“I was overweight,” she says. “At first I didn’t like bodybuilding at all [but] it turned out to be a good sport for a woman. It just gives you so much self-confidence.”
Priest-McCutcheon says he got on well with his father, Winston McCutcheon, despite 16 years of not speaking to each other.
His father had been in a same-sex relationship most of his life, Priest-McCutcheon says, and the pair had not spoken for about 16 years after he chose to compete as Lee Priest.
Taking his then-stepfather’s surname had been a sore point, Priest-McCutcheon says, though his father’s homosexuality was a non-issue between them.
‘‘We get on good now,’’ Priest-McCutcheon says.
A class clown at school, Priest-McCutcheon left in year 9 to train.
He tried a variety of sports and hobbies, including magic, but he never found a good fit.
Bodybuilding was ever present in his teens. It meant family holidays were plotted within driving range of a gym, and weights often went camping with the teenager.
One of his early training regimes was pushing the car around in the driveway with the handbrake on.
Having trained with her son, Ms Butterworth says his drive was fearsome.
“I have had to walk out of the gym because I can’t watch,’’ she says.
Even Priest-McCutcheon concedes he sometimes overdoes it.
“I’d push my body to a point where I can keep going, but I have to think, ‘Can my heart do it?’,” he says.
After a shoulder injury lifting a flat-screen TV, a nurse told him swimming would be a good way to maintain his muscle.
‘‘Maybe if I towed a boat in the harbour, ’’ Priest-McCutcheon tells me with a grin.
BY mid-morning, Priest-McCutcheon already has hours of training under his belt.
He has paced about 15 kilometres of Newcastle beaches by the time we meet at the gym. He’ll go again this afternoon.
Heaving weights in the corner, he’s oddly easy to miss for a man with 56-centimetre biceps.
The 41-year-old trains in near silence, unassuming as uni students and shift workers hit the treadmills around him.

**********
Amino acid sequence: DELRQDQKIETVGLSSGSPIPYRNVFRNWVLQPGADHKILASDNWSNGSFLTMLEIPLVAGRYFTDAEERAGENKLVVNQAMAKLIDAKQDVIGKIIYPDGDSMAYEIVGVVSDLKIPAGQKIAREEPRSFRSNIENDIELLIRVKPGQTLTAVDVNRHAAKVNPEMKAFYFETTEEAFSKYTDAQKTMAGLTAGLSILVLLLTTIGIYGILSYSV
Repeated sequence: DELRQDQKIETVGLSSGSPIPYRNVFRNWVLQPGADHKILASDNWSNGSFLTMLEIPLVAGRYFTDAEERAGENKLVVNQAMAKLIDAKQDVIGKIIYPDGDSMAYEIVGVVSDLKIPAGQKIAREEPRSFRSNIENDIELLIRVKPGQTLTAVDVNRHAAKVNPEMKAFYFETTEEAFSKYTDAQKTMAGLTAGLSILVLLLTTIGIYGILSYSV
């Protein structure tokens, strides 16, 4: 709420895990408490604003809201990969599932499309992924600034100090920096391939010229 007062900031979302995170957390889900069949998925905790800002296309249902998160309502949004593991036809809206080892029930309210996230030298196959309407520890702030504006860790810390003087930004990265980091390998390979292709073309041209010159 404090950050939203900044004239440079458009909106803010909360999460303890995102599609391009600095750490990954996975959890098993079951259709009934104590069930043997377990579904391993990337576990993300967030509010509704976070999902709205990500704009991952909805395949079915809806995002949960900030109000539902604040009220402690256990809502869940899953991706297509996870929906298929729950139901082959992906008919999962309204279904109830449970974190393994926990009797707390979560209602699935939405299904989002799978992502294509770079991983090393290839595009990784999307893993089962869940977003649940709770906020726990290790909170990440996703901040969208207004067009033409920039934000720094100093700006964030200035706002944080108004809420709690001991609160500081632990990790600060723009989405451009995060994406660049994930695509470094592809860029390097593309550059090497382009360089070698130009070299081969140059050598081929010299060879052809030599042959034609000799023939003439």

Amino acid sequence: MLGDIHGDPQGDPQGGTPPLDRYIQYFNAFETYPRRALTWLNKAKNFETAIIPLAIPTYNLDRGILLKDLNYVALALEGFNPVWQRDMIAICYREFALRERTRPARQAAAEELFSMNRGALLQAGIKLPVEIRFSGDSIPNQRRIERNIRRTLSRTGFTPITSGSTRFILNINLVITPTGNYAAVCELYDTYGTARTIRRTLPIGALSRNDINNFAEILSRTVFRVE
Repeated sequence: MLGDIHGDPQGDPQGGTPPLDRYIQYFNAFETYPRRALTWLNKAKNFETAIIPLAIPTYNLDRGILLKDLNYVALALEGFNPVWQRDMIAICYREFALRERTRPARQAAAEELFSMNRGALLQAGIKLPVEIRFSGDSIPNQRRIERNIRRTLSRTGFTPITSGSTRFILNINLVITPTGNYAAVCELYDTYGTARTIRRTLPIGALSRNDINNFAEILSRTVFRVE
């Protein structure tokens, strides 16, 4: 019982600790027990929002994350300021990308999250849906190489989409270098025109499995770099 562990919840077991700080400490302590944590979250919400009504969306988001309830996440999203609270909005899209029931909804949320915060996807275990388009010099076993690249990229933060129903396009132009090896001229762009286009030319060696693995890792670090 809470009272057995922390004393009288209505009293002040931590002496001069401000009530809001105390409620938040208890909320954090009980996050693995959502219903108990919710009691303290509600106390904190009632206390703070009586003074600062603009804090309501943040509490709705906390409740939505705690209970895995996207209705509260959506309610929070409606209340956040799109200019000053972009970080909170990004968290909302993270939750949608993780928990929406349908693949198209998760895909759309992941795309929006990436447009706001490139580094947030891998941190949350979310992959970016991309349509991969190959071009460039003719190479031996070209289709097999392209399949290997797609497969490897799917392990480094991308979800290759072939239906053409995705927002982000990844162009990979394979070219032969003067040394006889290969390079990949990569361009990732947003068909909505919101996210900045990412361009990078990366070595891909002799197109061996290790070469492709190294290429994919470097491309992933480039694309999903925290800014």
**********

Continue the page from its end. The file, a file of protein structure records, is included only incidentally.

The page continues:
No grunts. Just the casual precision of a tradesman’s millionth swing of the hammer.
Between sets, Priest-McCutcheon is candid and friendly as he responds to every subject I bring up. His answers are sometimes blunt or short but never rude.
When he starts lifting weights though, that side of him disappears behind a vacant expression.
It’s a window into the mind of a man who’s only failed to turn up at the gym a total of nine months in nearly 30 years.
There is no secret, no shortcut to success in this sport. It is judged on muscle definition, size and symmetry.
And it is Priest’s arms that make him a legend.
Snapping out of his trance state, the reigning Mr Universe patiently chats to cleaners and gym members.
The tournament comes up only when they ask, often wondering when it is, and a combination of jubilation and embarrassment when they find out he came, saw and conquered.
If Priest-McCutcheon wishes his victory was more widely known, he hides it well.
When we discuss how people respond to Priest-McCutcheon’s hard-won physique, it turns out funny looks aren’t isolated to the airport.
He’s been called a freak, a steroid junkie and worse more times than he can remember, usually to his face.
It’s not the kind of response that drives you to the gym.
Instead, it’s a cage of his own making.
He tells me he swims at the far end of beaches in summer, and leaves his shirt on if he can.
His fiancee, Jade Ashe, says she left Facebook because of some of the comments directed at her partner.
‘‘I don’t care what anybody else looks like,’’ Priest-McCutcheon says.
“The woman trying to lose 30 or 40 pounds, that’s just as important to her as Mr Universe is to me.”
‘‘But I’ll walk down the street and I’ve had overweight people say to me, ‘That’s disgusting’.’’
Though he has ascended to join bodybuilding’s elite, it’s clear those closest to Priest-McCutcheon would rather the Mr Universe trophies were sitting at Heathrow and the man in the street gave him some respect.
“There should be more ‘freaks’ like him around,” Mrs Butterworth says.””